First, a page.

Hoping to preserve bilingual education by changing it, a state lawmaker today will propose the first major overhaul of the Commonwealth’s bilingual law since it was put on the books in 1971.
Representative Antonio Cabral’s bill, still in draft form yesterday, would stiffen some teaching and testing standards while giving schools alternatives to the traditional bilingual formula – allowing, for example, a
”two-way” approach that teaches all students two languages. The New Bedford Democrat and his allies hope the measure will fend off a ballot initiative such as the ones that scrapped bilingual education in California and Arizona.
The Silicon Valley millionaire who financed those efforts, Ron K. Unz, is considering paying for one in Massachusetts.
Representative Jarrett Barrios, who helped Cabral craft the bill, described it as a ”third way” between the 30-year-old method of bilingual education practiced in most of the Commonwealth and Unz’s plan, which virtually eliminates bilingual instruction.
”Ron Unz is right when he says that we need to reform bilingual education,” the Cambridge Democrat said.”But Ron Unz is wrong to throw out transitional bilingual education and replace it with a one-size-fits-all solution that will harm many immigrant children.”
State Senator Guy Glodis, a leading opponent of bilingual education, said Cabral’s measure does not go far enough. As he did last year, Glodis has filed a bill that would eliminate bilingual education. If that bill does not advance or if Cabral’s bill is not changed significantly, Glodis said, he would push a ballot initiative – perhaps with Unz’s money – next year.
”They’ve been forced to acknowledge that the present bilingual system has not worked. At long last, it’s finally getting the attention it deserves,”
the Worcester Republican said. ”But we still have not found common ground on how to reform the system.”
Both measures will be discussed today before the Legislature’s Joint Education Committee.
Under the state’s bilingual law, the nation’s first, any district with 20 or more children who have a limited grasp of English and speak the same language must provide a transitional bilingual program for up to three years. The students learn English, but they learn math, science, and other subjects in their native tongue until their English improves.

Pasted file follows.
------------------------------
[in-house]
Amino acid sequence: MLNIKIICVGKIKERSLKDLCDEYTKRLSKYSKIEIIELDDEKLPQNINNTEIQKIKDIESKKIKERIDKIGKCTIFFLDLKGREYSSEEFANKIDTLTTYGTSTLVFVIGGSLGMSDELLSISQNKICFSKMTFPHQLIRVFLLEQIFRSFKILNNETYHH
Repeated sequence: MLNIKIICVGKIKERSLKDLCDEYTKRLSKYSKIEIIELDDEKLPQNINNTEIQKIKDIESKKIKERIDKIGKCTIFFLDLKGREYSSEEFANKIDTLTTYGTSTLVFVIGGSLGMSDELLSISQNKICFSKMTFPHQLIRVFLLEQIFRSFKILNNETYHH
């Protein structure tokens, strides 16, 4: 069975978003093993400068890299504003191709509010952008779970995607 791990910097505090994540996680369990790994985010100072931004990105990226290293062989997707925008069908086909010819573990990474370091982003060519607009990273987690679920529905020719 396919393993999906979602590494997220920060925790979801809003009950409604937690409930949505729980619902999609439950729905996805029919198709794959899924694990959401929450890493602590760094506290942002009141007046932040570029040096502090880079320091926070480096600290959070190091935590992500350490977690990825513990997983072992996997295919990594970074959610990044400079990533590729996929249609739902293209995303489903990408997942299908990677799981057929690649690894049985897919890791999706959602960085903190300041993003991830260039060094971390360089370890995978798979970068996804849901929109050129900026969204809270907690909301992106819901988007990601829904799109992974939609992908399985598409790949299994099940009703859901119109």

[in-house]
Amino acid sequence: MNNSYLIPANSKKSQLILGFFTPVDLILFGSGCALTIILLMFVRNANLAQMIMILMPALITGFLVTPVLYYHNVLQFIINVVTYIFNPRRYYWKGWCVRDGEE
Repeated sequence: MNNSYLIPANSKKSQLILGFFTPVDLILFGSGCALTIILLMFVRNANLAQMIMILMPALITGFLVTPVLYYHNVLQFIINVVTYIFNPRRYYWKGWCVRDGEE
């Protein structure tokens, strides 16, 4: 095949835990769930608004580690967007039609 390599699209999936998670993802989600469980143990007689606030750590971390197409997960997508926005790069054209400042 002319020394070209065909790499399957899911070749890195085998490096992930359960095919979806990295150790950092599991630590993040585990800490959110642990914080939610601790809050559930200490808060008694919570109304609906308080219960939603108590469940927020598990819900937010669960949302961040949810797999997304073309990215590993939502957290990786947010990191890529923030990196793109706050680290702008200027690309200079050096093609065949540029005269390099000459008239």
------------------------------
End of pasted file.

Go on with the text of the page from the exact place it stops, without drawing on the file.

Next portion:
But critics say that three years often turn into four, five, or six years and that the system hurts students by coddling them.
”It’s a failure of epic proportions,” said Glodis, noting that many bilingual students do poorly on the Massachusetts Comprehensive Assessment System exam. ”What was originally intended to assist bilingual students has ultimately failed bilingual students.”
Glodis’s bill, which mirrors the California and Arizona initiatives, would replace bilingual education with one year of English immersion. Parents or teachers could approve a one-year extension.
Cabral and Barrios say that is the wrong approach. Their proposal would preserve the current system, if parents in a district want it, but offer several others.
Under ”two-way bilingual education,” in use in Cambridge, native and non-native English speakers are taught in both languages in the same classroom.
The second option, ”structured immersion,” is heavy on English, but non-English speakers spend at least 30 percent of the school day practicing their native tongue.
A ”modified bilingual/world language program,” is similar to structured immersion but the entire school ”embraces both the language and culture of the language-minority group.” English speakers learn the minority language.
The Cabral bill would require annual tests of students on their grasp of English and would clarify qualifications for bilingual teachers and improve training.
Supporters of Cabral’s bill know they can’t afford to fail: Unz’s California initiative, Proposition 227, passed with 61 percent of the vote in 1998.
Seemingly rosy results in that state, though disputed by some, converted even leading opponents of the measure. In November, Unz repeated the feat in Arizona.
Unz said yesterday he is not impressed with Cabral’s proposal. ”To be honest it sounds like the three choices are bilingual, bilingual,
bilingual,” Unz said. ”It sounds like the goal of these programs is primarily to maintain a native language.”
Unz, however, said he is focusing on Colorado and New York City and wouldn’t come to Massachusetts unless there is ”a critical mass of credible local supporters.”
Backers of Cabral’s bill hope it will prevent that critical mass from developing. ”This is a comprehensive response,” said Roger Rice, who heads Multicultural Education, Training and Advocacy Inc., a national pro-bilingual group based in Somerville.
”I would hope that if the Legislature passes this and the governor signs this, it would mean that the leadership of both parties are committed to a Massachusetts solution and will resist a guy who has the nerve to come to the State House and say, `Pass my California model or else.”’
Scott Greenberger can be reached by e-mail at firstname.lastname@example.org.